Chanuka and Jewish Pride
Rabbi Pinchas Chalk
At the time of the Greek religious persecution of the Jews, there were four specific mitzvos that the Greeks forbade on pain of death. These mitzvos were bris mila; the study of the Torah; Shabbos observance; and kidush ha'chodesh. 1 (Kiddush ha'chodesh is the declaration and the sanctification of the new month by Beis Din that causes the moadim that fall within that specific month to be operative. Without kiddush ha'chodesh there can be no Yomim Tovim.) What is the common denominator of these mitzvos? Why did the Greeks seek to eradicate specifically their performance?
Alexander of Macedonia, the founder of the Greek Empire, wanted to conquer the entire world and to unite the whole world into one people under his rule. The Syrian-Greeks, after him, also sought a similar goal. They wanted all the people whom they conquered to assume an identity similar to their own. They tried to Hellenise them - to strip them of their own culture and to endow them with the 'superior' Greek culture. Through this, they sought to solidify their power-base and to give permanence to the obeisance of their vassal states towards them. Thus, when the Syrian-Greeks conquered Eretz Yisrael, they sought to eradicate Jewish identity. They wanted the Jews to become merely another amorphous part of the conglomeration of peoples that formed the Syrian-Greek Empire. The biggest threat to their goal was the kedusha, the holiness and self-restraint of the Jews. Kedusha is that which develops the backbone and forms the personality of man. One who indulges in his every whim assumes a slipshod personality and begins to lose his charisma. One who is strong-minded and in control of himself will naturally retain his own self-identity.2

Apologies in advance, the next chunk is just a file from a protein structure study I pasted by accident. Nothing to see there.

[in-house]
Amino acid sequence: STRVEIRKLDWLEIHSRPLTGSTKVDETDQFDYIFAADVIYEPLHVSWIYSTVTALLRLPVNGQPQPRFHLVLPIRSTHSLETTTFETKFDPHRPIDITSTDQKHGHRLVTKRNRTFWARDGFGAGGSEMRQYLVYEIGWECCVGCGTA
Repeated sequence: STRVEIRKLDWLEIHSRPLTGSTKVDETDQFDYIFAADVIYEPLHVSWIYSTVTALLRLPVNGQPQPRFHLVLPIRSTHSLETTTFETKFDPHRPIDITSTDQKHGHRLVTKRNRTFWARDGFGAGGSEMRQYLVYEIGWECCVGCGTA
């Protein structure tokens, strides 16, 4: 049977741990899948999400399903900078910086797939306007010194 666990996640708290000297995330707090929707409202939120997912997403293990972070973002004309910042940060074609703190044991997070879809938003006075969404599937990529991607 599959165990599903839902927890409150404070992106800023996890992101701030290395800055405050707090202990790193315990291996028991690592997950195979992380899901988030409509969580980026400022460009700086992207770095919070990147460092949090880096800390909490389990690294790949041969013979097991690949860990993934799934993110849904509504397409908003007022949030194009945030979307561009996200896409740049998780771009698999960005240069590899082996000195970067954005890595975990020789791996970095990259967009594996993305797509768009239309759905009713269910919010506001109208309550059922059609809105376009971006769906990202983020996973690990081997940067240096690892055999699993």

Mitzvos of Holiness
The mitzvos that the Greeks forbade have a common theme: they are signs of kedusha (holiness) in the personal life of the Jew. They are mitzvos of personal sanctity and of self-respect: Bris mila is a sign of commitment to the judicious lifestyle of the Jew; Learning Torah forms orderliness and equanimity in one's mind that will carry him forwards in an intelligent and astute manner through life; on Shabbos we sanctify the world as we relate the entire creation back to its Divine source; on Yom Tov we celebrate Hashem's intervention in the world that He created. We declare that Hashem did not merely create a world and then withdraw from it, but that He continually inspires man and leads him forwards. The Greeks were astute and discerning people. They understood the power of these mitzvos and that within them lay the backbone of the Jews. Thus they sought to eradicate these mitzvos and to deprive the Jews of the succor that they provide. Through this they sought to break their spirit and to control their minds.3
Alexander of Macedon